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A Visit To Paradise

by Sarah Dafner

"Let me tell you about a small organization whose people are larger than life..."

Thus Nesia Schwartz, a 23-year-old with cerebral palsy, begins her description of the summer camp run by Kav LaChaim (literally Path to Life).

Kav LaChaim, whose American affiliate is called "United Lifeline," is an organization founded by observant Jews in 1989 whose purpose is to provide medical and psychological assistance to gravely ill children and their families. Its founder, Tovia Levenstein, thought of the idea after his own daughter's successful struggle with cancer; his experiences in dealing with the Israeli medical bureaucracy convinced him of the need for a central organization to which families could turn. Unfortunately, Levinstein was right, and Kav LaChaim quickly grew to an international network with 12 branches in Israel and four more worldwide. Its purpose grew as well, and today Kav LaChaim serves children with cancer, cerebral palsy and muscular dystrophy, and provides a variety of services for people of all ages, regardless of religious or political affiliation.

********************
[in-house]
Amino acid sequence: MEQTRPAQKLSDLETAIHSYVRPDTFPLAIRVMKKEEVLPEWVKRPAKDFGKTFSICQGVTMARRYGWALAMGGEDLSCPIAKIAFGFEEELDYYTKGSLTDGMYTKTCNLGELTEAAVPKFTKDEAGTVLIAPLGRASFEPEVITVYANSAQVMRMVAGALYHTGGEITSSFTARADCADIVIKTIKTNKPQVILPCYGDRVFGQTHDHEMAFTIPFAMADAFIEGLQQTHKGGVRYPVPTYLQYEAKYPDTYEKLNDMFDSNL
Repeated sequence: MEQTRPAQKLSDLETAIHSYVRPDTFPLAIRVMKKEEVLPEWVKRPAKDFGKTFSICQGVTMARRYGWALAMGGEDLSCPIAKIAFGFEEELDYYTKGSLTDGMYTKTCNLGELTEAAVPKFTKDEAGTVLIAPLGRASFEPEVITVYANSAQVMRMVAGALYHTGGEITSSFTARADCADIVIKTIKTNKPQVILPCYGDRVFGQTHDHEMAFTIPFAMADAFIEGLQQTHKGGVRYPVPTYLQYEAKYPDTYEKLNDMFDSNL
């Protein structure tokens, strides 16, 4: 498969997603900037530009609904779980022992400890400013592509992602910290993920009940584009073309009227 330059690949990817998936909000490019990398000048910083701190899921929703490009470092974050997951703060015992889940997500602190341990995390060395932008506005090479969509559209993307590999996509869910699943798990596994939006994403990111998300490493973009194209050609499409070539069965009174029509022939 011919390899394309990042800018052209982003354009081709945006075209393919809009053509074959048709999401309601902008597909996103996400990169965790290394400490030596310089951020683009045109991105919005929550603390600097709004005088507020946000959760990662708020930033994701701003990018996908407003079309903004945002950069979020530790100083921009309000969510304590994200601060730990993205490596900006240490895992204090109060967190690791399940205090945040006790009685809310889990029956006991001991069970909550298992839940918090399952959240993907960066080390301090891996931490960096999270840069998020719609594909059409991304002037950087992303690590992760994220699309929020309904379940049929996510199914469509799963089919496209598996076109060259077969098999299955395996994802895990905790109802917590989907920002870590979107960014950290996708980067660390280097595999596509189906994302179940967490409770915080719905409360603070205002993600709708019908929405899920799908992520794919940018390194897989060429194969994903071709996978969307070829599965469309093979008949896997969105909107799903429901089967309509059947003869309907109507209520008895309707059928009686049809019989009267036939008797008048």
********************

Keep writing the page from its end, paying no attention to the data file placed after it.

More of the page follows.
"Kav LaChaim's services can be divided into three major categories," explains Mr. Yechiel Landman, who denies having a title. ("Tovia is the chairman," he says. "I just help him out."). "There are the youth programs, the medical referrals, and the hostel." The youth programs include activities ranging from field trips to performances. There have even been field maneuvers with combat troops and most anything else that can possibly bring some happiness and excitement to these children's lives."